Kohelet is a book of wisdom attributed to King Solomon. Like all true wisdom, it stands the test of time — we can see its relevance no matter when we are reading it.
I find it interesting to come back to works like this each year and see how they change for me, based on where I am in my life and what’s happening in the world. This year, it strikes me that Kohelet is the perfect book for our time: a mirror reflecting our current age of anxiety.
The opening line is:
Hevel of hevels. All is hevel.
Throughout the book, as the author laments about hard work, the insufficiency of what we amass, the inability to control our legacy, and other anxieties of the living, he comes back to the refrain that all is hevel.
The word hevel is often translated as meaningless, vanity, futility. As if he’s asking, what’s the point of it all?
Rabbi Jonathan Sacks points out that hevel means breath.
This offers a different insight in to the purpose of Kohelet and what the author is trying to convey. Scholars have analyzed the words for centuries, trying to understand its meaning and message.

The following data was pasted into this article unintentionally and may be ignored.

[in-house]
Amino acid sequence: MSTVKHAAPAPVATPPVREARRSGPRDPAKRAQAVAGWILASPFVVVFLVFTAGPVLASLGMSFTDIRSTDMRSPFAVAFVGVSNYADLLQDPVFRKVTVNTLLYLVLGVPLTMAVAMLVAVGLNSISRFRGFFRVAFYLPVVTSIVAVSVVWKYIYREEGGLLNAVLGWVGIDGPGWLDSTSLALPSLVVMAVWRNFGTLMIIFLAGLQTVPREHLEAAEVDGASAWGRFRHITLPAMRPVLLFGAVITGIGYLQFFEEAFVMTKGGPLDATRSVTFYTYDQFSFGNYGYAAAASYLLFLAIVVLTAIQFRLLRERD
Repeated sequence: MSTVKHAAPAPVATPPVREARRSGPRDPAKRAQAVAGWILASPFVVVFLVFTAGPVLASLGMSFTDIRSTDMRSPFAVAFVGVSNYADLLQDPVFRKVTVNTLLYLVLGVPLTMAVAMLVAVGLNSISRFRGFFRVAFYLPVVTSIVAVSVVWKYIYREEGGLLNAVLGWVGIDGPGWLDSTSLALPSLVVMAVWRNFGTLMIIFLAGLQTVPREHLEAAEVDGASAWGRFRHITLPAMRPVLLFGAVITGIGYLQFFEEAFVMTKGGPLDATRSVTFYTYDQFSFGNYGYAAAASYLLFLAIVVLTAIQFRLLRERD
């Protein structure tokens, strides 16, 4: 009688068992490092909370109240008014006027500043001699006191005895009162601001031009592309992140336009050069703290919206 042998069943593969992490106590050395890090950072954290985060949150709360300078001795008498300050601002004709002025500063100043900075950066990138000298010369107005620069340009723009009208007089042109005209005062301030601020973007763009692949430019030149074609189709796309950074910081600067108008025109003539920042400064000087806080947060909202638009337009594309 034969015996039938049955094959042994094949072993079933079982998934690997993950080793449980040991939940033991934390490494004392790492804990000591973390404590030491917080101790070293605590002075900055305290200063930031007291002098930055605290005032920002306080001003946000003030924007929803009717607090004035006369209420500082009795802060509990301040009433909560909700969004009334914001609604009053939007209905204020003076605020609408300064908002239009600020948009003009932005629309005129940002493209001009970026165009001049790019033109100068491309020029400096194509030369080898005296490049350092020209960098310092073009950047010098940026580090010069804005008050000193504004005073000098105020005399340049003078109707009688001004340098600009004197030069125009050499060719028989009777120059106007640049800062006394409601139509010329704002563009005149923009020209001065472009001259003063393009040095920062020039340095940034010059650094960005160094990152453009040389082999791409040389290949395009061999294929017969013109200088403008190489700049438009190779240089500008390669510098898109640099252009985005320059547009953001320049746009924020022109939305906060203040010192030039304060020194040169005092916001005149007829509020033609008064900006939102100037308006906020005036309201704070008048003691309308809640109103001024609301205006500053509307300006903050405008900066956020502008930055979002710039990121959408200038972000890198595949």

But we can look to Kohelet not for what the words mean, but for what the author is modeling.
Kohelet is a meditation on life.
Life is transient and temporary. Nothing lasts: no matter how great our work, it will be forgotten. Buildings can be torn down. You can’t leave your wisdom to others. Wealth doesn’t buy happiness. Kohelet laments how hard he worked in the past without enjoying the moment. Rewards aren’t guaranteed. You can’t control your legacy; no matter how great you are today, you’re likely to be forgotten.
This is anxiety: looking to the past or the future, but forgetting about the present.
Periodically, Kohelet returns to the present: all is hevel — it’s all in the breath.
The breath brings us into the present moment; it’s the most alive thing we have. Without it, we are just a sack of bones.
This is what meditation looks like. We get absorbed in thoughts, worry, and reflection, then we return to the breath. The power of now. This moment. This breath. This place where we are alive.
In the end, the breath is all that matters. When we have our breath, we have everything we need.